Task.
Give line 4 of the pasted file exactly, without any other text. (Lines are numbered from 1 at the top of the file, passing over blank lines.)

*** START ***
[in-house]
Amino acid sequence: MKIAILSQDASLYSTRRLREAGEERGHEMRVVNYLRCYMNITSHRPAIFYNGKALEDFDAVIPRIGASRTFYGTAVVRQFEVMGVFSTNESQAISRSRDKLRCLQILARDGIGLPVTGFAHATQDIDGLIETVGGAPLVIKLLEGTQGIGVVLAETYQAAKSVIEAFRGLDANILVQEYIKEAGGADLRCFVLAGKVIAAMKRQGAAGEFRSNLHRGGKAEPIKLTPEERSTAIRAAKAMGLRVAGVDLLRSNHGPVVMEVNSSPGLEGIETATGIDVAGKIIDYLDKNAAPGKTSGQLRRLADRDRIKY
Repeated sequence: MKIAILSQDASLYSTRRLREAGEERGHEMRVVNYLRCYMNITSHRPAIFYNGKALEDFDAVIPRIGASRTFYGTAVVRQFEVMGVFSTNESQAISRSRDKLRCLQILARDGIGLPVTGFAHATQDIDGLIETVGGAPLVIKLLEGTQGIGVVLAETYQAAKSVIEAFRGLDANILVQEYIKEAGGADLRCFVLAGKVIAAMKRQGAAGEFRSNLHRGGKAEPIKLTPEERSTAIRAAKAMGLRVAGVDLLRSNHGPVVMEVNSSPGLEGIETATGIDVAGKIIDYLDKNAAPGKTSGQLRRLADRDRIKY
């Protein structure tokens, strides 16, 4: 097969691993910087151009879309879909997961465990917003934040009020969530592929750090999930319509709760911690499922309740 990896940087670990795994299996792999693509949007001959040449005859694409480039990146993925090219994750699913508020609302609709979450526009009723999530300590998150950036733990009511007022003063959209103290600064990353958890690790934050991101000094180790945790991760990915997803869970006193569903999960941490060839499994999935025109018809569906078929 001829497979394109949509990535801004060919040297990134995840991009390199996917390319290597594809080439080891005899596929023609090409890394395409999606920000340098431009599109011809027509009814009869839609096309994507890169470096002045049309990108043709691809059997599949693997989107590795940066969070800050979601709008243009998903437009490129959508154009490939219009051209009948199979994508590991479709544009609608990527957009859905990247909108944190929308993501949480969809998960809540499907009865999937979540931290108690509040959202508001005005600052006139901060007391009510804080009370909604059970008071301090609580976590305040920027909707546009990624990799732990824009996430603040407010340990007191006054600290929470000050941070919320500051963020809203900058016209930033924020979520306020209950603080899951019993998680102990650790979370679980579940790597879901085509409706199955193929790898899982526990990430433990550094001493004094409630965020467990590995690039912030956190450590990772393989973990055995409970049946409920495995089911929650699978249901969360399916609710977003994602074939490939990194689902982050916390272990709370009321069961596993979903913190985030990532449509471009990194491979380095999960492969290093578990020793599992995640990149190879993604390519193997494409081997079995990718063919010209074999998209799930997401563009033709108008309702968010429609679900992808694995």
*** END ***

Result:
């Protein structure tokens, strides 16, 4: 097969691993910087151009879309879909997961465990917003934040009020969530592929750090999930319509709760911690499922309740 990896940087670990795994299996792999693509949007001959040449005859694409480039990146993925090219994750699913508020609302609709979450526009009723999530300590998150950036733990009511007022003063959209103290600064990353958890690790934050991101000094180790945790991760990915997803869970006193569903999960941490060839499994999935025109018809569906078929 001829497979394109949509990535801004060919040297990134995840991009390199996917390319290597594809080439080891005899596929023609090409890394395409999606920000340098431009599109011809027509009814009869839609096309994507890169470096002045049309990108043709691809059997599949693997989107590795940066969070800050979601709008243009998903437009490129959508154009490939219009051209009948199979994508590991479709544009609608990527957009859905990247909108944190929308993501949480969809998960809540499907009865999937979540931290108690509040959202508001005005600052006139901060007391009510804080009370909604059970008071301090609580976590305040920027909707546009990624990799732990824009996430603040407010340990007191006054600290929470000050941070919320500051963020809203900058016209930033924020979520306020209950603080899951019993998680102990650790979370679980579940790597879901085509409706199955193929790898899982526990990430433990550094001493004094409630965020467990590995690039912030956190450590990772393989973990055995409970049946409920495995089911929650699978249901969360399916609710977003994602074939490939990194689902982050916390272990709370009321069961596993979903913190985030990532449509471009990194491979380095999960492969290093578990020793599992995640990149190879993604390519193997494409081997079995990718063919010209074999998209799930997401563009033709108008309702968010429609679900992808694995």